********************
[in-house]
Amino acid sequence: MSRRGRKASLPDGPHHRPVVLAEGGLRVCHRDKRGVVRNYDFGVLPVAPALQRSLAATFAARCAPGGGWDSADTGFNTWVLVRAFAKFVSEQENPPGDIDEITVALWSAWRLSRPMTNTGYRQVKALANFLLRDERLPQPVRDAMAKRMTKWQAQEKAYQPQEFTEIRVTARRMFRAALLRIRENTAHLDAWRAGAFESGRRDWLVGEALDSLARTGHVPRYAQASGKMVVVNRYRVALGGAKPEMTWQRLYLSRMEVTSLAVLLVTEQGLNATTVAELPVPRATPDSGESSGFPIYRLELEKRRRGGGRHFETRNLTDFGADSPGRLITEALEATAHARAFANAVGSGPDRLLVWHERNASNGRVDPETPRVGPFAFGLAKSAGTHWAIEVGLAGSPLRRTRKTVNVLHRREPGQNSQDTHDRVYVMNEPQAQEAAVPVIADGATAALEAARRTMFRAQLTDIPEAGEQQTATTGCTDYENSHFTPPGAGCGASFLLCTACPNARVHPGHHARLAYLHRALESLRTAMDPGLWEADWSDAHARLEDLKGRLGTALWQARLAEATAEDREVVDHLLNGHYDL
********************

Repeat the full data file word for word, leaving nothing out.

[in-house]
Amino acid sequence: MSRRGRKASLPDGPHHRPVVLAEGGLRVCHRDKRGVVRNYDFGVLPVAPALQRSLAATFAARCAPGGGWDSADTGFNTWVLVRAFAKFVSEQENPPGDIDEITVALWSAWRLSRPMTNTGYRQVKALANFLLRDERLPQPVRDAMAKRMTKWQAQEKAYQPQEFTEIRVTARRMFRAALLRIRENTAHLDAWRAGAFESGRRDWLVGEALDSLARTGHVPRYAQASGKMVVVNRYRVALGGAKPEMTWQRLYLSRMEVTSLAVLLVTEQGLNATTVAELPVPRATPDSGESSGFPIYRLELEKRRRGGGRHFETRNLTDFGADSPGRLITEALEATAHARAFANAVGSGPDRLLVWHERNASNGRVDPETPRVGPFAFGLAKSAGTHWAIEVGLAGSPLRRTRKTVNVLHRREPGQNSQDTHDRVYVMNEPQAQEAAVPVIADGATAALEAARRTMFRAQLTDIPEAGEQQTATTGCTDYENSHFTPPGAGCGASFLLCTACPNARVHPGHHARLAYLHRALESLRTAMDPGLWEADWSDAHARLEDLKGRLGTALWQARLAEATAEDREVVDHLLNGHYDL